The Post-Conviction Hearing Act was originally enacted by the Illinois legislature in 1949. (See Public Act 1949, p. 722, sec. 1.) The objective of the Act is to provide an effective, post-trial forum to "[a]ny person imprisoned in the penitentiary who asserts that in the proceedings which resulted in his conviction there was a substantial denial of his rights under the Constitution of the United States or of the State of Illinois or both." (Ill. Rev. Stat. 1985, ch. 38, par. 122-1; see, e.g., People v. Correa (1985), 108 Ill.2d 541, 485 N.E.2d 307.) Thus the Act is "designed to afford to the convicted an opportunity to inquire into the constitutional integrity of the proceedings in which the judgment was entered. [Citation.]" People v. Pier (1972), 51 Ill.2d 96, 98, 281 N.E.2d 289.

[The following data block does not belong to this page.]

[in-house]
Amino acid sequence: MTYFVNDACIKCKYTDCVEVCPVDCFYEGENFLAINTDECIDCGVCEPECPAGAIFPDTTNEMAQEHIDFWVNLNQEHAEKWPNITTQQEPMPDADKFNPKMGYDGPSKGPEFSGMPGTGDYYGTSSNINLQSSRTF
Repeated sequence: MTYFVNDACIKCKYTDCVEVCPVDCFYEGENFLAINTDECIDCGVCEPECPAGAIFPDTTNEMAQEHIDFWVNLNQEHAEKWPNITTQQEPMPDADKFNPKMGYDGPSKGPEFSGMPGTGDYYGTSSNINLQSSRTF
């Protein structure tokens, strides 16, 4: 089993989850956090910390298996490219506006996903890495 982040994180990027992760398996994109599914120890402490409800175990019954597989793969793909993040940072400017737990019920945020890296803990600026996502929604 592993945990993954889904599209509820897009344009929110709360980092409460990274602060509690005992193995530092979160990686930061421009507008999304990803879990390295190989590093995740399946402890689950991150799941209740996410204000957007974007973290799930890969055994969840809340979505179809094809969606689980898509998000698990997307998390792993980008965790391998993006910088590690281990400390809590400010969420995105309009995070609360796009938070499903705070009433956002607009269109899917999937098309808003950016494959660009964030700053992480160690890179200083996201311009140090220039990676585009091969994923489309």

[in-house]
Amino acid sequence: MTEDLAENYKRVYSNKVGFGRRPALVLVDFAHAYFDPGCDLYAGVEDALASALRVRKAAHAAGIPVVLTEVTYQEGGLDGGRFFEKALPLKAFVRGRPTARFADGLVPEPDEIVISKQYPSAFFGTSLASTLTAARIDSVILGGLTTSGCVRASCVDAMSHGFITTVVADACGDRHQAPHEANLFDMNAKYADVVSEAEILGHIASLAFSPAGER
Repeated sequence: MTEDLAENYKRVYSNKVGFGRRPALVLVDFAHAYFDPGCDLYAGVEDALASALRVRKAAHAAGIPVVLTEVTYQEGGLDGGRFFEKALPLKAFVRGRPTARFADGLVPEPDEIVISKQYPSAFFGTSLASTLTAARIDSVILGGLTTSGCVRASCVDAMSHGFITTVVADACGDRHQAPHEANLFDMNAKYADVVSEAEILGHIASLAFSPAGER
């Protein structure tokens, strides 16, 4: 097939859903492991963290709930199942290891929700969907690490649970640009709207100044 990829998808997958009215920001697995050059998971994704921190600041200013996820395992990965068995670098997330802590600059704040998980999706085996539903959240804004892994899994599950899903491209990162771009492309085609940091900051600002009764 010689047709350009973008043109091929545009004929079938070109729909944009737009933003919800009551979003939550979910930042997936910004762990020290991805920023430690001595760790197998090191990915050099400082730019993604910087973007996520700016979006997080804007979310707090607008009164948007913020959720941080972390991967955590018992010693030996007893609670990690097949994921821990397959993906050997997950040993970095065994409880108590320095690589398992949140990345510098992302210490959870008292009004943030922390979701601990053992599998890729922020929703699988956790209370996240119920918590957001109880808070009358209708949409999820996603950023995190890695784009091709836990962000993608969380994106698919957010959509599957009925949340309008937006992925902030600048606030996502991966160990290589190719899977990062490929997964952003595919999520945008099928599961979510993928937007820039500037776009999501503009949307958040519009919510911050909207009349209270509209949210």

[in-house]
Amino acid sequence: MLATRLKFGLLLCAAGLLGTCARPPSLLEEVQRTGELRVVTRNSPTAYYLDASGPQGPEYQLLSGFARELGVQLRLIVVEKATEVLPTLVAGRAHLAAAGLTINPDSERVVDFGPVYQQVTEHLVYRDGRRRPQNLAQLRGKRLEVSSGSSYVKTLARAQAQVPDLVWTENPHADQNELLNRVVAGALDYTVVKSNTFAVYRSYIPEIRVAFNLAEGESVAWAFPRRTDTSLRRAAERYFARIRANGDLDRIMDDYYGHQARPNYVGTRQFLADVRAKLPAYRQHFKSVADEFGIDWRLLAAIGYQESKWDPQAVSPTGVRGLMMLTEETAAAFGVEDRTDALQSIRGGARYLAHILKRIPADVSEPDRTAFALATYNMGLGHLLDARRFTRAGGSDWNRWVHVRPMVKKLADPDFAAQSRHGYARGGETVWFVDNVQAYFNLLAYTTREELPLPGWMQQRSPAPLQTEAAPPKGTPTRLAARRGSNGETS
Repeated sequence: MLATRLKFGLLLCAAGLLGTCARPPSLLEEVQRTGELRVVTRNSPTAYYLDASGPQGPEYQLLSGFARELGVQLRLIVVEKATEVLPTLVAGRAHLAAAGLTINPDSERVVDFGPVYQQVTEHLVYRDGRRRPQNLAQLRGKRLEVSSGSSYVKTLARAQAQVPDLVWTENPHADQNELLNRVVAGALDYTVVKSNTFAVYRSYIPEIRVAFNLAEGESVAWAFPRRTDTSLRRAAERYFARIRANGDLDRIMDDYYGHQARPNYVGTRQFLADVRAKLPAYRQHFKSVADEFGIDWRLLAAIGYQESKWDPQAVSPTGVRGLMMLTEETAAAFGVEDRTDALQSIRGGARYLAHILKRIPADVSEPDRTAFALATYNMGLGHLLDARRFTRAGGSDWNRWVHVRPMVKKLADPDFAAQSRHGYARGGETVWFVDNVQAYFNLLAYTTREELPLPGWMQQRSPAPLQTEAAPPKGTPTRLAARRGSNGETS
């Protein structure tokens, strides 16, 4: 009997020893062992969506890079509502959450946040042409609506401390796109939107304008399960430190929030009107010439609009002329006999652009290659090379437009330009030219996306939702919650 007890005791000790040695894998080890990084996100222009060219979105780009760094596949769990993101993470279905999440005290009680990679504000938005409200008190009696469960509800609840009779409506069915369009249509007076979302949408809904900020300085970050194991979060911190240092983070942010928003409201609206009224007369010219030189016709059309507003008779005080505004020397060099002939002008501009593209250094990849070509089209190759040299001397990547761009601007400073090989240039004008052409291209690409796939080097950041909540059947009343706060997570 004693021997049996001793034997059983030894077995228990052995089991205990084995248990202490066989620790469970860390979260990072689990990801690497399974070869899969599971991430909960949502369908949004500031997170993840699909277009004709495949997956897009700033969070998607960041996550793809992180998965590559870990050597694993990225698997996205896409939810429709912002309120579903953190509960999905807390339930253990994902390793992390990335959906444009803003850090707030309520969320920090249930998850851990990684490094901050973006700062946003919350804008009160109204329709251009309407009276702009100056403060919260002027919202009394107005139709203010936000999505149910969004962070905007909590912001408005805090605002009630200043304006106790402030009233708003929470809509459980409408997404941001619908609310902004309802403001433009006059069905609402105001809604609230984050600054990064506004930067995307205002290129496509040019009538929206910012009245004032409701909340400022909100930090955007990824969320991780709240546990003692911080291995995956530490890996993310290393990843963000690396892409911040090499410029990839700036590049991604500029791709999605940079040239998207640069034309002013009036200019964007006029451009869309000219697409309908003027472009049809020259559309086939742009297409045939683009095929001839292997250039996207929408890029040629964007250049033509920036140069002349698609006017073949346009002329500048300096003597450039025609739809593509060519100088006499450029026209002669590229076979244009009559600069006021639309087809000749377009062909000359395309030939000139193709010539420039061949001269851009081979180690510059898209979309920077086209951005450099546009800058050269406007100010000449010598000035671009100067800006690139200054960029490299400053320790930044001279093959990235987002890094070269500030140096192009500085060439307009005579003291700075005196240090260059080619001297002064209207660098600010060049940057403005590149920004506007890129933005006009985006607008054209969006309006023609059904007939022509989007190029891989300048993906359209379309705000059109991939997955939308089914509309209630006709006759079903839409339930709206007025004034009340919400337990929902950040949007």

The Act is the result of United States Supreme Court's decisions in which the Supreme Court found inadequate the Illinois common law remedies that were available, prior to adoption of the Act, to redress a defendant's claims of deprivation of Federal constitutional rights. In fact in his concurring opinion in Marino v. Ragen (1947), 332 U.S. 561, 92 L.Ed. 170, 68 S.Ct. 240, Justice Rutledge remarked that these former remedies constituted "the Illinois merry-go-round of habeas corpus, coram nobis, and writ of error." (332 U.S. 561, 570, 92 L.Ed. 170, 176, 68 S.Ct. 240, 245; see also People v. Slaughter (1968), 39 Ill.2d 278, 282-85, 235 N.E.2d 566.) "It was a rigid application of these remedies that prompted the Supreme Court's [decisions], ...